The new Suzuki S-Cross might be built in Hungary but it will still make it to New Zealand as a used import from Japan, sooner rather than later.
The crossover will go on sale here next month. Suzuki NZ managing director Tom Peck has budgeted on sales of around 1000 units in 2014, or roughly 20 a week.
He doesn’t know how many S-Cross units will land as late-model used imports next year, but it can be said that Suzuki is perhaps affected more than most by the country’s parallel import policy.
For example, Peck expects Suzuki’s new-vehicle sales for 2013 to total around 5000 units. At the end of November it had sold just over 4518 vehicles, according to Motor Industry Association figures.
Used-import Suzukis for the same 11 months totaled 4876 units, or upwards of five per cent of all used imports so far this year. Suzuki’s share of the new-vehicle market is just over four per cent.
The slow sales this year of the hatchback Suzuki Splash can be blamed in part on used imports. Suzuki NZ sold 273 Splash units last year but only 199 so far this year. In comparison, it had sold 2746 new Swifts at the end of last month.
“Late-model Swift imports may have affected Splash sales this year, which are behind 2012 levels,” said Peck.
“Some people are obviously buying a late-model used Swift instead of a new Splash, either because they want a Swift or they know Swift has a good resale value.
“I’m not sure of the exact effect of the imports but, for instance, the (Mitsubishi) Mirage has sold quite well and it is very similar in spec and price to Splash, so it seems Suzuki is more affected by the Swift imports than some other brands.”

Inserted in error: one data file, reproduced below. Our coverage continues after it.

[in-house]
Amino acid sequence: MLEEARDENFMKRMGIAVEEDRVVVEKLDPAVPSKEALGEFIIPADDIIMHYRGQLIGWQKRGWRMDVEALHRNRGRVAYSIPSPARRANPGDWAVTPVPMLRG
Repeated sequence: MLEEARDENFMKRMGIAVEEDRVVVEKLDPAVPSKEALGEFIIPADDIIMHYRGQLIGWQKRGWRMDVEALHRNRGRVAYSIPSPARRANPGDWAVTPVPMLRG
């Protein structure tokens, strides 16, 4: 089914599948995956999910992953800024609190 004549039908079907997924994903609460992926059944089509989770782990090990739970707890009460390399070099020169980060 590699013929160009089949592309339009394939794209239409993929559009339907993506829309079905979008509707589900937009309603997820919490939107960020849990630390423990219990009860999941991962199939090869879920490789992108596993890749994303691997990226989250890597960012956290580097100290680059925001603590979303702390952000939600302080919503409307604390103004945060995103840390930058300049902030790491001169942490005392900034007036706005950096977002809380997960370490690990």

Did Peck see this coming? “It was always a possibility we would see more used imports of popular models – not only Suzuki – when the exchange rate against the yen turned around mid-year.”
Peck’s target for C-Cross of 1000 units next year is based largely on 1200 sales of the SX4 model in its first year, 2008.
“The market was good then. It is good now, too, being driven by SUVs and commercials, but private sales are not as strong and that has hurt us,” said Peck.
The S-Cross is 150mm longer overall than the first generation SX4, a dimension that allows for a 100mm-longer wheelbase. The car is fractionally wider and lower, too.
Yet despite the larger dimensions, the turning circle for the S- Cross is actually tighter than that of the SX4, making the car more manageable in the city.
Its strengths, says Suzuki, are class-leading interior space and fuel economy from the 1.6-litre petrol engine, a detuned 86kW/156Nm version of the Swift Sport unit mated to either a five-speed manual or (CVT) continuously variable transmission.
Suzuki claims town-and-around fuel use of 6.2 litres/100km (46mpg). S-Cross is available in front-drive or all-wheel-drive configuration.
Pricing starts from $27,990 for the GLX front-drive example and $30,990 for the four-paw Allgrip. All Suzukis come with a five-year warranty.